ANCHORAGE, Alaska, Jan 23 (Reuters) Prospects for a pipeline to ship abundant North Slope natural gas reserves to U.S. markets are dim due to free-falling energy prices, the overall economic collapse and the surprising emergence of unconventional energy alternatives such as shale gas, a senior BP (BP.L) official told an industry audience Friday.
“It’s not a pretty story right now in terms of North American natural gas markets,” Brian Frank, president of BP Energy Co and BP’s North America Gas and Power, said at the annual conference held by the Alaska Support Industry Alliance.
Since the 1970s, government and industry officials have pursued a North Slope natural gas pipeline that would accompany the Trans Alaska Pipeline System that has been delivering crude oil from Prudhoe Bay and neighboring fields since 1977. Economic challenges have to date kept the dream on the drawing board, but two groups are now pursuing new plans.
BP, in partnership with ConocoPhillips (COP.N), has launched a company that proposes to build an approximately 1,700-mile pipeline from the North Slope to an existing pipeline hub in Alberta. That proposal, called Denali, unites two of the three major North Slope oil producers.
The Denali plan is competing with a similar proposal by TransCanada Corp TRP.T, which envisions a gas pipeline operated independently of the producers.
The Calgary-based company was granted an exclusive license for the project from the state of Alaska in December, part of a competitive-bidding process pushed by Gov. Sarah Palin.
TransCanada has estimated the project would cost $26 billion; Frank said Friday the cost is likely in the $30 billion to $40 billion range.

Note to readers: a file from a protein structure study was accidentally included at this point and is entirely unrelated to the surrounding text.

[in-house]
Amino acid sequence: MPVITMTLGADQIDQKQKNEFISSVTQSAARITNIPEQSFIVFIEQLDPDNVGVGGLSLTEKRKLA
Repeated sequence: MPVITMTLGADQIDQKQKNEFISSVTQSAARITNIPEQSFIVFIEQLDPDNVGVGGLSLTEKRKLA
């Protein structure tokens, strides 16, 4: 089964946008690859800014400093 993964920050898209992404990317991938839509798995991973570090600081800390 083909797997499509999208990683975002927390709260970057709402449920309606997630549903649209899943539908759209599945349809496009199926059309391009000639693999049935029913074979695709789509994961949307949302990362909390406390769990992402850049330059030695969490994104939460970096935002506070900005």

BP is pinning long-term hopes on success of one of those pipeline plans so that it can monetize its abundant North Slope natural gas reserves, Frank said.
But the current challenges are daunting, he said.
Financial woes make capital scarce and give little reason for investors to justify putting large sums of money into a project, he said. “It’s very difficult to find the financing and funding for projects and infrastructure,” he said.
Economic conditions are so grim that major customers for BP’s natural gas are filing for bankruptcy weekly, and several have been put on prepayment plans “because they are not credit worthy,” he said.
At the same time, there are long-term alternatives to Alaska natural gas, such as shale gas in the Rocky Mountain and Midwest states, and liquefied natural gas, he said. There is an unused capacity for the U.S. market to import liquefied natural gas in volumes nearly three times that which would be provided by an Alaska pipeline, he said.
“The Alaska gas project and Alaska gas will have to compete at the margin with unconventional supplies,” he said.
Frank said he remains a believer in the Alaska natural gas project. But it can be successful only if there is a “stakeholder alignment,” he said. “Without it, it’s difficult to visualize the project going forward,” he said.
Such alignment includes regulatory and fiscal “reliability” from the state of Alaska, Frank told reporters after his speech. “How do you know the economics for your project if you don’t know what you’re going to pay in taxes?” he said.
Despite Frank’s grim assessment, the federal official in charge of managing the dueling gas pipeline applications said she believes long-term prospects are good.
Both the TransCanada and Denali proposals would seek a license from the Federal Regulatory Energy Commission in 2014, and would seek financing only after that, providing plenty of time for economies and financial systems to recover, said Drue Pearce, federal coordinator for the Alaska natural gas pipeline project.
“That’s a lifetime in terms of the financial markets,” said Pearce, who was attending Friday’s conference. (Editing by Christian Wiessner)